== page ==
The Basic Research arm of the Division of Nephrology is the Center for Immunity, Inflammation and Regenerative Medicine, under the direction of Dr. Mark Okusa. Several basic science and clinical investigators interact closely in the newly expanded and renovated state of the art research laboratories with a main focus on the role of immune system in kidney diseases. For more information on individual investigator, laboratories, projects, equipment and funding, please visit the CIIR website.
The Clinical Research arm is led by Dr. Julia Scialla, the Director of the Nephrology Clinical Research Center (NCRC) and Outcomes Research in the Departments of Medicine and Public Health Sciences. The NCRC provides a unique opportunity for kidney-oriented clinical research directly adjacent to the Kidney Center Clinic and Dialysis Unit. The NCRC provides clinical space, equipment, standard protocols, on-site biorepository and professional staff to conduct a host of patient-oriented studies, clinical trials, epidemiologic studies and outcomes research. PhD-trained biostatisticians and data analysts provide dedicated time to support projects in the NCRC, including trainee projects. Please see the NCRC website for details on our team, studies, resources and training environment.
UVA owns and operates all of its dialysis facilities and manages almost 1,000 in-center hemodialysis patients. This provides ample opportunities for research studies. In collaborations with the UVA Data Sciences School, nephrology investigators have shown how machine learning (artificial intelligence) can be utilized in cost saving and improving patient outcomes. The kidney transplantation program at UVA has grown from 80 cases a year in 2015 to almost 150 cases in 2018. This rapid rate of growth has opened the door for new clinical and translational studies by our trainees and investigators (See NCRC website for a list of past and current research studies).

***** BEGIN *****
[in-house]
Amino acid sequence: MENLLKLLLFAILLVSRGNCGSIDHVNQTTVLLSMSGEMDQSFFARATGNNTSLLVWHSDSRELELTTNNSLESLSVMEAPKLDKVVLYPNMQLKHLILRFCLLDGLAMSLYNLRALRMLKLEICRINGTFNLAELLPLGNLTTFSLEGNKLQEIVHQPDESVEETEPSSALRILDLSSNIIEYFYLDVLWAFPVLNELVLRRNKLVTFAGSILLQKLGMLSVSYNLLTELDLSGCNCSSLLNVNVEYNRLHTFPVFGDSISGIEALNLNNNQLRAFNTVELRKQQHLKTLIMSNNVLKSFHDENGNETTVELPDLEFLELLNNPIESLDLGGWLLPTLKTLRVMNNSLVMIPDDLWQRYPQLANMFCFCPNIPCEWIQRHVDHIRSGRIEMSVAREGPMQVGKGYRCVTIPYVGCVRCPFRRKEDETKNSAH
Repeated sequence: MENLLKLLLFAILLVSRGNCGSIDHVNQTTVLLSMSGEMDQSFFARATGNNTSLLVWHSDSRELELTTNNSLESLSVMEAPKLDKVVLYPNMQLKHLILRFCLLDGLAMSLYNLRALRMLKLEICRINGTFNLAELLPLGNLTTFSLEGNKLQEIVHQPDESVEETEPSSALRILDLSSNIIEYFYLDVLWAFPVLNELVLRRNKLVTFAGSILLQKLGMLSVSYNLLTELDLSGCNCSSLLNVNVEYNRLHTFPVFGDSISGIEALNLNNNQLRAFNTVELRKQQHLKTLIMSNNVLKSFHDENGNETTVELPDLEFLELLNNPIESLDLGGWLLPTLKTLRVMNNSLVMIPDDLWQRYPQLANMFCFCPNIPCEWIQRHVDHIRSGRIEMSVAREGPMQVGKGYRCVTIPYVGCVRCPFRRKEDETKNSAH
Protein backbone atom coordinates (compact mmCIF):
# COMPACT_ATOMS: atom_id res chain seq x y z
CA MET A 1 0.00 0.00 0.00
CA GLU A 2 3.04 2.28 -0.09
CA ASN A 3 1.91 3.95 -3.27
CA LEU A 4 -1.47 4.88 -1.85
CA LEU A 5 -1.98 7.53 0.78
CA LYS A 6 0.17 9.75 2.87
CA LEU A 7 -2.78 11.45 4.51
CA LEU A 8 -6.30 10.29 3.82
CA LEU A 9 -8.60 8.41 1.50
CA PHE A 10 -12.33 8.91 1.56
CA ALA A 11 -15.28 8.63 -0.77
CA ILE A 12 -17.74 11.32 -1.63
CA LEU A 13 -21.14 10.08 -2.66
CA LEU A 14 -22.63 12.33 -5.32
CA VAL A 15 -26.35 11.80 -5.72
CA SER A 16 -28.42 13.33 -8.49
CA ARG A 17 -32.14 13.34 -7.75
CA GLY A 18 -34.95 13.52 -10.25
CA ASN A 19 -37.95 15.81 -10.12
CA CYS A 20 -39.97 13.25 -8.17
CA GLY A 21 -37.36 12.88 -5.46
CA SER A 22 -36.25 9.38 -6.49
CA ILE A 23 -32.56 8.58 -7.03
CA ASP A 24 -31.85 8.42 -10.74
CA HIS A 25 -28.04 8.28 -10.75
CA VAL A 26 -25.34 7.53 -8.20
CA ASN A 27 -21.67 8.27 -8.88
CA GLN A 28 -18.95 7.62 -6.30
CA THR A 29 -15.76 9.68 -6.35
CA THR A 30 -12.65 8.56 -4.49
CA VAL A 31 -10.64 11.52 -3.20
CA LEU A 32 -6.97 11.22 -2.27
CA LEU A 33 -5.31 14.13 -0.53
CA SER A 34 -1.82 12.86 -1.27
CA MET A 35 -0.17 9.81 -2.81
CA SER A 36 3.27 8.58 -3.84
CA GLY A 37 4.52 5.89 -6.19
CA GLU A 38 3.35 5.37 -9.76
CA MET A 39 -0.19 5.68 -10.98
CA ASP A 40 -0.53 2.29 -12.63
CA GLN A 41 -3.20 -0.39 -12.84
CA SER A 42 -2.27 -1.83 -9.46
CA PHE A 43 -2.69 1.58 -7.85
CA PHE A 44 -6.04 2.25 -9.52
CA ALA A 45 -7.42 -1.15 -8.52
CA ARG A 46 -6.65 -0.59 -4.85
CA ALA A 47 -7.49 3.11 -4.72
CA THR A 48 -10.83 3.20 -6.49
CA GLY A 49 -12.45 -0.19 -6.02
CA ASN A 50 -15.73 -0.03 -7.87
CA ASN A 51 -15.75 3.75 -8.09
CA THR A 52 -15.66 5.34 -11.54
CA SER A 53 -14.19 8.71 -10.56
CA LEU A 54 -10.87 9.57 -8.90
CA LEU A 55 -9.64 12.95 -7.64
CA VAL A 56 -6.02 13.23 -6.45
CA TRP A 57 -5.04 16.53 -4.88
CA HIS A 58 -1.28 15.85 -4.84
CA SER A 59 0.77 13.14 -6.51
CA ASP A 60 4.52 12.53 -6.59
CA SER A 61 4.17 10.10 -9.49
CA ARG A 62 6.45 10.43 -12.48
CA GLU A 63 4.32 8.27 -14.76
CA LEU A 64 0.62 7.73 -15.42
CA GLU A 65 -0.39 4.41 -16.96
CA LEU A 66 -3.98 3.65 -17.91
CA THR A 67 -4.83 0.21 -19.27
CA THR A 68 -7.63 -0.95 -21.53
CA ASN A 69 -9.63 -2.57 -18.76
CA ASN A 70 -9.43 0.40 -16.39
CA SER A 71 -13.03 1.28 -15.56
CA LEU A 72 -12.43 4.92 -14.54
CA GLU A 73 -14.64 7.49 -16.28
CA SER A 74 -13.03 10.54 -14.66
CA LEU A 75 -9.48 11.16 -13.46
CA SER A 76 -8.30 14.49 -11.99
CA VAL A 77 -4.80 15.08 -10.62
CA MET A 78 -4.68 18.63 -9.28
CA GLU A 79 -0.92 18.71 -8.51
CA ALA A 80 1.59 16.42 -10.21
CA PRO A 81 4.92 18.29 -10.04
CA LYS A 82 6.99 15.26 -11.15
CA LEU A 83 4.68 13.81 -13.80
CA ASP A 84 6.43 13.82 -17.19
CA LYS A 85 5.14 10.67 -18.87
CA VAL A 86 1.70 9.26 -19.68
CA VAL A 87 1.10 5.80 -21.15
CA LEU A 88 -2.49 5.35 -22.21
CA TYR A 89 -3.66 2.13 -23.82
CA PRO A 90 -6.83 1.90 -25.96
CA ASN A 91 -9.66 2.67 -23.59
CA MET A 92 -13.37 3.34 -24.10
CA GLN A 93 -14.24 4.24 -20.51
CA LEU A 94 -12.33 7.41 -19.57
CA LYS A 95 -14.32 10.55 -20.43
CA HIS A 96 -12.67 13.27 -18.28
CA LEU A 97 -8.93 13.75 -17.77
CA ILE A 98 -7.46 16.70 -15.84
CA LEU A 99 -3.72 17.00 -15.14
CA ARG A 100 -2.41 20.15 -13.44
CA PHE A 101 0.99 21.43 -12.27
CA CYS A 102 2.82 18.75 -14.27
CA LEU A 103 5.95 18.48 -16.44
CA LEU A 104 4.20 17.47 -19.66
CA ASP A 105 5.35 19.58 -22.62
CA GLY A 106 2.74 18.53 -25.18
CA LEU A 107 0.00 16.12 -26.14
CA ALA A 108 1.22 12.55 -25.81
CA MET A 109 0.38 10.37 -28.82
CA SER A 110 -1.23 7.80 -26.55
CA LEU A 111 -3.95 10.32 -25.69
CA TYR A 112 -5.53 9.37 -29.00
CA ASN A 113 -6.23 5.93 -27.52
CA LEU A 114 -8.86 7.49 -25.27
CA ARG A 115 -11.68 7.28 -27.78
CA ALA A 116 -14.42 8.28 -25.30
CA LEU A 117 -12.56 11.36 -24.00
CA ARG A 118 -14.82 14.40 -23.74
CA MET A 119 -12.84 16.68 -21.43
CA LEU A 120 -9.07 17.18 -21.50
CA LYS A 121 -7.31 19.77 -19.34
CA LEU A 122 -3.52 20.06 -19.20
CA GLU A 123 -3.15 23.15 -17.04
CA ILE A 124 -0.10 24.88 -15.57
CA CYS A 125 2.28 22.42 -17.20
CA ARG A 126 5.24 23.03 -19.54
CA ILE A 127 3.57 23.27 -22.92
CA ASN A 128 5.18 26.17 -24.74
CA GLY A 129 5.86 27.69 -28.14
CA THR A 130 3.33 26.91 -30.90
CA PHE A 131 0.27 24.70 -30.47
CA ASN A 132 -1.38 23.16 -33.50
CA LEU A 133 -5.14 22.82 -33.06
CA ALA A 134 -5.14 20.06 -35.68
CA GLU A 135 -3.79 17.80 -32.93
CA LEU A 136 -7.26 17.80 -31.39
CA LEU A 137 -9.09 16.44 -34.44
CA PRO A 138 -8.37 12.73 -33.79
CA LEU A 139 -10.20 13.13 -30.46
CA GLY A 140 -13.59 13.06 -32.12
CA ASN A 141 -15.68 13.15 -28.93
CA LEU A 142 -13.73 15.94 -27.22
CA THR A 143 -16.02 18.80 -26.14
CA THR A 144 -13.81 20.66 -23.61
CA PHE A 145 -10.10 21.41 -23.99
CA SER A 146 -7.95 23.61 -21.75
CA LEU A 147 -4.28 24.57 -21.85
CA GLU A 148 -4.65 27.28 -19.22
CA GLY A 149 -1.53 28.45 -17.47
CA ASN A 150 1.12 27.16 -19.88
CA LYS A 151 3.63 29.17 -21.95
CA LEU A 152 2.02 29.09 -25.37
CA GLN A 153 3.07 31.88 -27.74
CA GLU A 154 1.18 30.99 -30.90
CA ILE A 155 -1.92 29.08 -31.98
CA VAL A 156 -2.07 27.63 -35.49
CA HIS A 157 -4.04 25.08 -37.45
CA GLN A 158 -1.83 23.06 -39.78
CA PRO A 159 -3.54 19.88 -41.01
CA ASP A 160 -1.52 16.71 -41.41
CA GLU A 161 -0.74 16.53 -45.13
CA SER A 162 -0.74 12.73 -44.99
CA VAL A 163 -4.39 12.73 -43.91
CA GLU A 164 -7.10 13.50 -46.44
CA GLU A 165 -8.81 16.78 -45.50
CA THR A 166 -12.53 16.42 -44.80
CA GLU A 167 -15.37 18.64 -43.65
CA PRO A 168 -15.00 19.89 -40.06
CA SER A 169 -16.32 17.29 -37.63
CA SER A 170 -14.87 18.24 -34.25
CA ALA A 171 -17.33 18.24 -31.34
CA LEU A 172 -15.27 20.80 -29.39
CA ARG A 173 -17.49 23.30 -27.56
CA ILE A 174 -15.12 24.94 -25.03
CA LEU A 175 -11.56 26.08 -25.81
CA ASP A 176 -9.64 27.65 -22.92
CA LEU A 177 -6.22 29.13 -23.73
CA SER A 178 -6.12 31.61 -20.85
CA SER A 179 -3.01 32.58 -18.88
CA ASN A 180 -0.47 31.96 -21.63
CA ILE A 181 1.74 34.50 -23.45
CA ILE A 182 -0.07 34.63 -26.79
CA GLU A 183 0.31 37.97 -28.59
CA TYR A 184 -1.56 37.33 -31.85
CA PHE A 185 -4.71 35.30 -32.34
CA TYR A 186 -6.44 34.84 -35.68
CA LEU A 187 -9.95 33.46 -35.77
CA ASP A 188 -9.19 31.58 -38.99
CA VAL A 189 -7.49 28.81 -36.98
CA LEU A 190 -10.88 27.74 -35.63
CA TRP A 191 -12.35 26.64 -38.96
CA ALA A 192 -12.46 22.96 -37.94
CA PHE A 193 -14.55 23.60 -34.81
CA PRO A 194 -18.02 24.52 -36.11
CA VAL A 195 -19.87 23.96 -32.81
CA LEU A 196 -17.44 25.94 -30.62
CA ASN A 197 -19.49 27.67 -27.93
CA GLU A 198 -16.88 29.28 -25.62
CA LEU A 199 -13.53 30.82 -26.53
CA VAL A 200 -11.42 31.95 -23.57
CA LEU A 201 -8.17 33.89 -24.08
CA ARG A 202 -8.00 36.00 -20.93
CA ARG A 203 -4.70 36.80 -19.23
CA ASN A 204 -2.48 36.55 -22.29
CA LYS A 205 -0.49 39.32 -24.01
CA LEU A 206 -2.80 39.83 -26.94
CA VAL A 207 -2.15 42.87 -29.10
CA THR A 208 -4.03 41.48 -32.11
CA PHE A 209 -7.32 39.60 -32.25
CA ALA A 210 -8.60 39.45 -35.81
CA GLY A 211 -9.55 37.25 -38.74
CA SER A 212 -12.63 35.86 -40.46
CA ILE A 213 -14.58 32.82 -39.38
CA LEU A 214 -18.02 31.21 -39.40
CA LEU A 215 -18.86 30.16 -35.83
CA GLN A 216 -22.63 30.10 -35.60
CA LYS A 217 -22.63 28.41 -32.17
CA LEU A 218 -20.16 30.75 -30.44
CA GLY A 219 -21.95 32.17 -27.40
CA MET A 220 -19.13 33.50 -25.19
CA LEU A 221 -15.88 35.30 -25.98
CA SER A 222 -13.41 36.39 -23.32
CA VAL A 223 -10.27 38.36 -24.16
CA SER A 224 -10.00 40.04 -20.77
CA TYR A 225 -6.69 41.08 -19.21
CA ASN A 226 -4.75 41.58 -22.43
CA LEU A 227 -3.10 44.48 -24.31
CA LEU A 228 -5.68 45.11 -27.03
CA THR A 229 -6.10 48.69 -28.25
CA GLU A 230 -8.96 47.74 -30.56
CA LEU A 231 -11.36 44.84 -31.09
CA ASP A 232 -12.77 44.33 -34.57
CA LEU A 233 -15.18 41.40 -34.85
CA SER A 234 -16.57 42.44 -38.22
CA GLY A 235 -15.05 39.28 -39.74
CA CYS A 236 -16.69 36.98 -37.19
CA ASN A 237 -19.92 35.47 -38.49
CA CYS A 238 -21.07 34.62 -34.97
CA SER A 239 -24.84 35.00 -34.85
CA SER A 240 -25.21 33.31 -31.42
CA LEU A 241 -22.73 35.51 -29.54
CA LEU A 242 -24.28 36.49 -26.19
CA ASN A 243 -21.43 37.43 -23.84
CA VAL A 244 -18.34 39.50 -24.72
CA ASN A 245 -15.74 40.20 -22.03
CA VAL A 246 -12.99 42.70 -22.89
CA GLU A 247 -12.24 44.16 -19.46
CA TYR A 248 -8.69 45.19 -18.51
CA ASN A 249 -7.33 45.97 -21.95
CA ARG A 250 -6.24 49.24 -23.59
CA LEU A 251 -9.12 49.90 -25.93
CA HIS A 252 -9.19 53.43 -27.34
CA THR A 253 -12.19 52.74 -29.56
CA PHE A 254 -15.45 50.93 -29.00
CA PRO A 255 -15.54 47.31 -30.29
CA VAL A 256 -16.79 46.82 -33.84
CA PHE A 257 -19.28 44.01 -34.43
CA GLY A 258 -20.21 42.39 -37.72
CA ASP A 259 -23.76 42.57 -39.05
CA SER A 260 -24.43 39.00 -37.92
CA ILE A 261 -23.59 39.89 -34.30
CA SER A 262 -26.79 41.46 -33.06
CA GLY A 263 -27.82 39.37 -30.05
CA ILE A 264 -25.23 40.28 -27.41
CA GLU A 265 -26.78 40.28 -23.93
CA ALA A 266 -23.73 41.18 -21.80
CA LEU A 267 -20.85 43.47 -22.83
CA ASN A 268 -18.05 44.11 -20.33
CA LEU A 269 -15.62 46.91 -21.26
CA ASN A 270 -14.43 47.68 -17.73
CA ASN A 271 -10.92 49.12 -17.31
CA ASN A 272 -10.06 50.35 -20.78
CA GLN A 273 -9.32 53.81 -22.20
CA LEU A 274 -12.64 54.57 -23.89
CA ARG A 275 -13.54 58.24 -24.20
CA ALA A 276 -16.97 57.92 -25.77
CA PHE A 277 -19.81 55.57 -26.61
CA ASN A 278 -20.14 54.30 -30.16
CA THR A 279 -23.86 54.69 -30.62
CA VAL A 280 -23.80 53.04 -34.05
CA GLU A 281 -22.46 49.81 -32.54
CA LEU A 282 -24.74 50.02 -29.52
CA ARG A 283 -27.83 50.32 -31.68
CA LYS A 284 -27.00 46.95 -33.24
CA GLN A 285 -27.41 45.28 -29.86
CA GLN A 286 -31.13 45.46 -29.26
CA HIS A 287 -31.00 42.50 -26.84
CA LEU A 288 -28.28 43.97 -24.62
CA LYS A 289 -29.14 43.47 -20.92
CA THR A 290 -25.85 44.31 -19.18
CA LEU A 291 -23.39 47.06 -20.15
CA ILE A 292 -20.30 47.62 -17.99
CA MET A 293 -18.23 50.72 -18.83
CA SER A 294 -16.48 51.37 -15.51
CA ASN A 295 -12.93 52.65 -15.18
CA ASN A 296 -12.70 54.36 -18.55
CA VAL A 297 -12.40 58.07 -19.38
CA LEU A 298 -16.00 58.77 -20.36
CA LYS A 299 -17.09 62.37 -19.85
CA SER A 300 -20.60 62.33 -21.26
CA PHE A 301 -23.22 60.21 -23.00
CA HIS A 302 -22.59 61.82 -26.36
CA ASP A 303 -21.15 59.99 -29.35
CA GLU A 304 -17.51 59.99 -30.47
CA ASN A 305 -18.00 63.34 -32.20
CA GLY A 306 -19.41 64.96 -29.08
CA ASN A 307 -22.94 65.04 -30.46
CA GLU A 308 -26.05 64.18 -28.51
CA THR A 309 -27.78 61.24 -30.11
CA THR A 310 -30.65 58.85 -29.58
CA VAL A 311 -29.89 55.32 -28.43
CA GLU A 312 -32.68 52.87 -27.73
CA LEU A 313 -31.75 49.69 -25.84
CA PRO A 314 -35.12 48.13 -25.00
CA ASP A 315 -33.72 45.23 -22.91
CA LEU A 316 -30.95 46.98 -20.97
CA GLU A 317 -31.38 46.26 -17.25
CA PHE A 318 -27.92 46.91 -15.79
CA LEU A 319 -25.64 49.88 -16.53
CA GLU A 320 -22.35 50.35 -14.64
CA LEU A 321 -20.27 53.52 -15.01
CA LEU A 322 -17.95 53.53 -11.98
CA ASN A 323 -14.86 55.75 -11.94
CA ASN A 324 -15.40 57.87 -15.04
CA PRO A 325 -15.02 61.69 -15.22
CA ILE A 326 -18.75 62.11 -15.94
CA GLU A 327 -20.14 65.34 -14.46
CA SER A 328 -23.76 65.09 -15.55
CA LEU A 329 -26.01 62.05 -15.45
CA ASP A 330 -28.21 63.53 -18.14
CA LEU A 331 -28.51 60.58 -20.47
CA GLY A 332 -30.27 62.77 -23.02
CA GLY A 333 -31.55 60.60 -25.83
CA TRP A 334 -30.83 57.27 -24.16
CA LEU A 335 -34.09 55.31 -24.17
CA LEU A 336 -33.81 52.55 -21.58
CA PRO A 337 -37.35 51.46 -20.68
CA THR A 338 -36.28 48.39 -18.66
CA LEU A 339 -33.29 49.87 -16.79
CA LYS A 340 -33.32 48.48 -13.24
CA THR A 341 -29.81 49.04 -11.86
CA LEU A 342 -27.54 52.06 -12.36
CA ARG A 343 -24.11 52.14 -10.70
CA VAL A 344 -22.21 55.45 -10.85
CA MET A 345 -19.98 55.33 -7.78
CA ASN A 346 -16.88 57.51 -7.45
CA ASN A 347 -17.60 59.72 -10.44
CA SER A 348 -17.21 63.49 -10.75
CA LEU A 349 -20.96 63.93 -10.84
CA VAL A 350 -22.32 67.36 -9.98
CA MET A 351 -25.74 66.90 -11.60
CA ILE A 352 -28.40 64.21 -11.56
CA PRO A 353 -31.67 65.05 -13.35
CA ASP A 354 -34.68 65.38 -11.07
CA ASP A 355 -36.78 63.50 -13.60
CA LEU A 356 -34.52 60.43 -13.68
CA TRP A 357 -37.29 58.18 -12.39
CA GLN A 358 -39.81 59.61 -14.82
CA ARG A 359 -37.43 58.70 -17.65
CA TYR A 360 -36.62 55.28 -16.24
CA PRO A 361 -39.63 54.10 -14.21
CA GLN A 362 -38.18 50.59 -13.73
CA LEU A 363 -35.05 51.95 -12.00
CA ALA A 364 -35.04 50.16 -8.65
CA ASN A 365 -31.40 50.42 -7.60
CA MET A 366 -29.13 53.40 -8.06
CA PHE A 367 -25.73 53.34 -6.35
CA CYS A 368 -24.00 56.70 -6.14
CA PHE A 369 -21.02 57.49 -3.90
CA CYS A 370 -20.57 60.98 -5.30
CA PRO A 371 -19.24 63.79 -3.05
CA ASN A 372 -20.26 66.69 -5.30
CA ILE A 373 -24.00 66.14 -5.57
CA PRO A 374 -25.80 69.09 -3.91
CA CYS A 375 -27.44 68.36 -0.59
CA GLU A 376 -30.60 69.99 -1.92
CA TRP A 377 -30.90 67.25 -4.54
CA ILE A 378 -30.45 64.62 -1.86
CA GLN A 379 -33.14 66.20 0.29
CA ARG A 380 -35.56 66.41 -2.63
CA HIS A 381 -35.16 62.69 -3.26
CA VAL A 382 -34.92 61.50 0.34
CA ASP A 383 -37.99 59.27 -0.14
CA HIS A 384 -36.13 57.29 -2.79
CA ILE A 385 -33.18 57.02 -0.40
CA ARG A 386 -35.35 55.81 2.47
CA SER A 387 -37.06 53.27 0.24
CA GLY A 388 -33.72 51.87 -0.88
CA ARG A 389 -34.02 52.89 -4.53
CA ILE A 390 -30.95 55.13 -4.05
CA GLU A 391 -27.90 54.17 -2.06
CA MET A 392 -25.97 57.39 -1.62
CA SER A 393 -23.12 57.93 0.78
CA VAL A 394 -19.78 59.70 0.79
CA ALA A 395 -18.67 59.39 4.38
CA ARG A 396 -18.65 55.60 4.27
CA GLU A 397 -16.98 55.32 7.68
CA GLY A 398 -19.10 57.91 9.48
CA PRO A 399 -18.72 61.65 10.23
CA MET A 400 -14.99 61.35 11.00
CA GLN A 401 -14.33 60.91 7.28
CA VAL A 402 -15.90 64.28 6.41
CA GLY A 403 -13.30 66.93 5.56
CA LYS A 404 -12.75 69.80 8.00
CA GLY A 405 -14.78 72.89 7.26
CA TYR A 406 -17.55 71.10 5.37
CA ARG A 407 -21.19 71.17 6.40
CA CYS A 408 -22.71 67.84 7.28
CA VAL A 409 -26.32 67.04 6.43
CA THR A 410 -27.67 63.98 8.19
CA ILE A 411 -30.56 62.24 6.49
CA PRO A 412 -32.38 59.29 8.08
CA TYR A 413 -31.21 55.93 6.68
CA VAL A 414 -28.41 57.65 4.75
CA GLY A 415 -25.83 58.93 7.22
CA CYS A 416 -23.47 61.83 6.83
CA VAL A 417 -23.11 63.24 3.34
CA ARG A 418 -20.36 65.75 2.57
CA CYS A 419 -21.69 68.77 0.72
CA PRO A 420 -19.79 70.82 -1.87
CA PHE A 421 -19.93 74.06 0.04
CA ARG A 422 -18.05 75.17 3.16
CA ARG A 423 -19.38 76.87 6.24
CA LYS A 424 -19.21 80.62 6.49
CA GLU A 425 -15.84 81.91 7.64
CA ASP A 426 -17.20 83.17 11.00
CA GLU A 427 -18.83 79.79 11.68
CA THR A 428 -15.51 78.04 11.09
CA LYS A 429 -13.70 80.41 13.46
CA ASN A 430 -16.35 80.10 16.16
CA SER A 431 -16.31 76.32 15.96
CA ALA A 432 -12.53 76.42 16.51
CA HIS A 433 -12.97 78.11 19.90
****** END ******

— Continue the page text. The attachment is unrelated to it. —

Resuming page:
Trainee Evaluation Plan
Evaluation of clinical competence would be similar to other clinical fellows during the first year of training. At the beginning of the research training period, mentors and trainees develop a written set of activities and goals including didactic courses, ongoing conferences, and seminars, as well as the mentor research project. These goals provide the framework for periodic assessment of progress in their training, and are reviewed twice a year with the Program Director and the Executive Committee. Parameters of success include submission of abstracts, presentations at meeting, and quality of publications in peer reviewed journals. During the years of research training, fellows continue to attend their continuity clinic and will continue to receive evaluations and feedback on their performance in the outpatient setting.
Transition to Independence
The basic premise of this training program is that well trained clinical nephrology fellows will have experience and knowledge of basic biology and the translational sciences that will prepare the trainee for a career as a physician scientist. An important goal is for each candidate is to secure a career development award from either one of various funding agencies NIH, ASN or AHA to pave the path for independence. The T32 program provides the infrastructure to maximize successful attainment of this goal.